The Tampa Bay History Center is a multistory complex located on the new riverwalk in downtown Tampa Bay, Florida. It is filled with exhibits dedicated to revealing Florida’s history from prehistoric times up until the recent past.
The first floor is almost entirely dedicated to Florida’s Native American history from ancient times until first contact with the earliest Spanish and French explorers. The “Winds of Change Theater” profiles the first European contacts in Florida beginning with Panfilo Narvaez’s landing near Tampa Bay in 1528. The “European Exploration” exhibit details the arrival of Spanish and French explorers who landed in Florida at the beginning of the 16th century.
The “Florida’s First People” exhibit features Tocobaga and Calusa artifacts including tools, weapons and pottery as well as original artwork by artist Theodore Morris. The History Center also features two exhibits about the Seminole and Miccosukee tribes who moved to Florida in the 1800s.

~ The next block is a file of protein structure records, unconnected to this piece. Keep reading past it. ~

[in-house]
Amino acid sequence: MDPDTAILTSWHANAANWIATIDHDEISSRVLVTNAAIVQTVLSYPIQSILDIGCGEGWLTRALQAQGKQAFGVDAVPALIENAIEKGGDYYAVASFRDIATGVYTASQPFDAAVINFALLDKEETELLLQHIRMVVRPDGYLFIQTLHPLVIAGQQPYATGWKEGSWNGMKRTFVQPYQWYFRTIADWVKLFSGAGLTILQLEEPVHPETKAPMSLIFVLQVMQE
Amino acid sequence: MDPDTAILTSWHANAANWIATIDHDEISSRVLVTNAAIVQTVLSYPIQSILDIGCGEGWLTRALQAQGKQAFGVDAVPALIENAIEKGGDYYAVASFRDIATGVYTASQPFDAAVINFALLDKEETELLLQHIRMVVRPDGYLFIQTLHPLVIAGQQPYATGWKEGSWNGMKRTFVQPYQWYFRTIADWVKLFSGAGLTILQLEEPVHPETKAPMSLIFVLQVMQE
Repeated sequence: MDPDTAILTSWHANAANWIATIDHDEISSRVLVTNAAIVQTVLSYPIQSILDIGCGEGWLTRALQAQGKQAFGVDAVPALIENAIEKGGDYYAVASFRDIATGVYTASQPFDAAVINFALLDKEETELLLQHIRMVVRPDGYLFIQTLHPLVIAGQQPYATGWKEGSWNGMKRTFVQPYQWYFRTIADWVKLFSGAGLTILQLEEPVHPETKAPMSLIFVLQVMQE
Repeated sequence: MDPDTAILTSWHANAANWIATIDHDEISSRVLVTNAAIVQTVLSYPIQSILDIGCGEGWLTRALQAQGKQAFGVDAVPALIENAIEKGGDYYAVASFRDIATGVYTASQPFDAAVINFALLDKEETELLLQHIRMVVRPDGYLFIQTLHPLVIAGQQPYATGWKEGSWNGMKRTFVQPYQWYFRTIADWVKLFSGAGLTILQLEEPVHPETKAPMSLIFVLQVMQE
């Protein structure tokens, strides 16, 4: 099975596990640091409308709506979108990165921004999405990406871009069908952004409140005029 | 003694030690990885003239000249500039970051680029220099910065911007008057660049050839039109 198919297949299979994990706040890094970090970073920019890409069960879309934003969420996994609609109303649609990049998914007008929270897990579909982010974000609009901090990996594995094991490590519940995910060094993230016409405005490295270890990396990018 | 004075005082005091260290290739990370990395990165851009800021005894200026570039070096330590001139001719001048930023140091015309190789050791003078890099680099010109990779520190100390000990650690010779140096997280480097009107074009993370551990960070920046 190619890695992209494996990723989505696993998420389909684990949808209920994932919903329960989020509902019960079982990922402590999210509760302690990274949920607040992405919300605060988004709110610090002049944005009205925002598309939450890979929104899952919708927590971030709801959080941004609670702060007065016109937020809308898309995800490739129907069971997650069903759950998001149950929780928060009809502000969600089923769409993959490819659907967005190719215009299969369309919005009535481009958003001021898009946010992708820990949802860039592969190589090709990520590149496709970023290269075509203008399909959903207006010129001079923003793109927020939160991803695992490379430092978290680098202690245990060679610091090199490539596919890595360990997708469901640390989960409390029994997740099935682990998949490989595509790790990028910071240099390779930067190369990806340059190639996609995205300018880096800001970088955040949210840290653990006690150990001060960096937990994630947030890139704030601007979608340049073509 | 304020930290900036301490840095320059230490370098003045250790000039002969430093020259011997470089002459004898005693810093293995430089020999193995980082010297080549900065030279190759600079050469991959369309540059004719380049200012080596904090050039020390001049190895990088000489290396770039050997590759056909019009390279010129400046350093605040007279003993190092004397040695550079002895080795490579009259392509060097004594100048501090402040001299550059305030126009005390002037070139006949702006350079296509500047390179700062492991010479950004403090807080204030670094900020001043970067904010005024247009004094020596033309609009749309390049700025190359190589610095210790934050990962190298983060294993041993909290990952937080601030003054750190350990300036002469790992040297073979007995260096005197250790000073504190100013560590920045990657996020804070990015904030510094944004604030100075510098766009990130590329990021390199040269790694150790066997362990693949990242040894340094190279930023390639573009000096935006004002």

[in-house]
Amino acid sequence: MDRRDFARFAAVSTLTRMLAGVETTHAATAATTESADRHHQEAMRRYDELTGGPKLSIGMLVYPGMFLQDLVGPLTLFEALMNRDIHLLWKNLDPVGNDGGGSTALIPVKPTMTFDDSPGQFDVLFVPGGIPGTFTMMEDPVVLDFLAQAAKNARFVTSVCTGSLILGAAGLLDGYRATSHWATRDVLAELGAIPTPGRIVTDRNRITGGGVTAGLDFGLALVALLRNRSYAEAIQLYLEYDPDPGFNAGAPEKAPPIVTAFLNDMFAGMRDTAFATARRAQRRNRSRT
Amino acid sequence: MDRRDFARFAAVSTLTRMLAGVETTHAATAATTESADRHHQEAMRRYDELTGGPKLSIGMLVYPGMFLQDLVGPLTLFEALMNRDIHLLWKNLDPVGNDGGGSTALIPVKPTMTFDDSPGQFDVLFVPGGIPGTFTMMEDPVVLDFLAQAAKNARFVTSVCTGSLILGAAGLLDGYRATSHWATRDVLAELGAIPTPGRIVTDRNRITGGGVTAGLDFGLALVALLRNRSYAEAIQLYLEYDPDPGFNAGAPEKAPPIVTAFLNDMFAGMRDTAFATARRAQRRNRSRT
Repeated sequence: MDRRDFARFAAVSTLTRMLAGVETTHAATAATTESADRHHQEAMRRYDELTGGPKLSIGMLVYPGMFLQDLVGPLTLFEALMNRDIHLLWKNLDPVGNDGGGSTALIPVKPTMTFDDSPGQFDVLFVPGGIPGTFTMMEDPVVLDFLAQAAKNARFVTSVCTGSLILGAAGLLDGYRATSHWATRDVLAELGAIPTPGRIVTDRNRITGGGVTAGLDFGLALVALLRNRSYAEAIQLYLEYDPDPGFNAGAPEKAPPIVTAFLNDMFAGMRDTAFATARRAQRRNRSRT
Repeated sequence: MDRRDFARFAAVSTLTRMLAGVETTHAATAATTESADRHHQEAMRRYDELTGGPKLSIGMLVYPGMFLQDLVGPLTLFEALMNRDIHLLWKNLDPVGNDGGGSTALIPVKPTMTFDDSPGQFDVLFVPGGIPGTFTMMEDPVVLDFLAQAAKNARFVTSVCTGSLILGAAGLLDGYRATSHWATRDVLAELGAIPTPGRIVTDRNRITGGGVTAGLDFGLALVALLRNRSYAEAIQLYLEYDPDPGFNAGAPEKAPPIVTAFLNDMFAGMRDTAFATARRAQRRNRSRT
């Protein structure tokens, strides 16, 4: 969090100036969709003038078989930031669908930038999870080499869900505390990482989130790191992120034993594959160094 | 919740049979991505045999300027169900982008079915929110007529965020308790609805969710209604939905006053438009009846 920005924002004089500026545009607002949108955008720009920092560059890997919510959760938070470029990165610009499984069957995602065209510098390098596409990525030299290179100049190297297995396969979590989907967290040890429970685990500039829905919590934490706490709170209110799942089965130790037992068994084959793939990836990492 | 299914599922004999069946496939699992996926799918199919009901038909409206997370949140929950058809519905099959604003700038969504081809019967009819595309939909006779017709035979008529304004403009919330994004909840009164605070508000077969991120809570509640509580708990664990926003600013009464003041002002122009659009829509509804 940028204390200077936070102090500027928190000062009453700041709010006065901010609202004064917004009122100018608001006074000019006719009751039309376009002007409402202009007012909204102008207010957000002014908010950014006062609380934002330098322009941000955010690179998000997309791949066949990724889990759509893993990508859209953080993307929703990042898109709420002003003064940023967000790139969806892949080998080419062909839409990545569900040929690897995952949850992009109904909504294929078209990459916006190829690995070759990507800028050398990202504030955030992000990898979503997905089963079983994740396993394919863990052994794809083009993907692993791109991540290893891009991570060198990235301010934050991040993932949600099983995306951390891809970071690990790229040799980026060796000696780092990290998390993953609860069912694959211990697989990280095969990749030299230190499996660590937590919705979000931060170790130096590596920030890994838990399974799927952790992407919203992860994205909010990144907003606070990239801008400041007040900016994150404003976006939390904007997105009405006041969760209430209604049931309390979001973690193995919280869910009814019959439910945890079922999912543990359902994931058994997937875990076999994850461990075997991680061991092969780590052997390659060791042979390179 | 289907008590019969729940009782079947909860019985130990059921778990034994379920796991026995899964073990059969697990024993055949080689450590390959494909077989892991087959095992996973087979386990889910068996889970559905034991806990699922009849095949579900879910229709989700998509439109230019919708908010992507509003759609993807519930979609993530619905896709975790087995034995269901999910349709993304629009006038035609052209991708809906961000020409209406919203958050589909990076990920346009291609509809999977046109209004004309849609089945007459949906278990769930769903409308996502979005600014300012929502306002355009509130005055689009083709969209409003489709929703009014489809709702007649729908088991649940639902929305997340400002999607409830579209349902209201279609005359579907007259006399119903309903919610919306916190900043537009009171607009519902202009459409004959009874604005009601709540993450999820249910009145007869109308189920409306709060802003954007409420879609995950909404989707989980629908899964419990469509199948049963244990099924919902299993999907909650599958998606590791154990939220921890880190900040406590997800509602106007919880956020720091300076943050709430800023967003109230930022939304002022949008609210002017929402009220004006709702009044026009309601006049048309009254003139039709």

The “Charles E. Knight Gallery” showcases Seminole and Miccosukee clothing, patchwork, jewelry, baskets, tools and a replica chickee. The “Coacoochee’s Story Theater” immerses viewers in the riveting account of Seminole Chief Coacoochee’s experiences during the Second Seminole War.
The final exhibit on the first floor is “Cigar City.” “Cigar City” chronicles Tampa’s cigar industry and immigrant communities while featuring one of the most extensive cigar memorabilia collections in the world. Considering that tobacco was one of the most important Native American trade goods, it is fitting that it shares the first floor with the other Native American exhibits.
The second floor of the Tampa Bay History Center features exhibits that your kids will enjoy. “Cowmen & Crackers” showcases Florida’s cattle ranching history, putting viewers in the middle of an actual cattle drive. Your little one can climb up on a rocking saddle and pretend to ride along with the cowboys. Or they can stand next to a life-size replica of a long-horn Florida Cracker bull.
Other exhibits on the second floor include “Your Tampa Bay,” “Tampa Bay Timeline,” “A Place of Our Own,” “Year-Round Play,” “Witness to Change,” “War Stories,” “A Land Remembered,” and the “Touchton Map Gallery.” The museum also features traveling exhibits on the third floor.
Read my more in-depth articles:
“Tampa Bay History Center” (+video) @ TravelingAround.com.
“Tampa Bay History Center” @ LostWorlds.org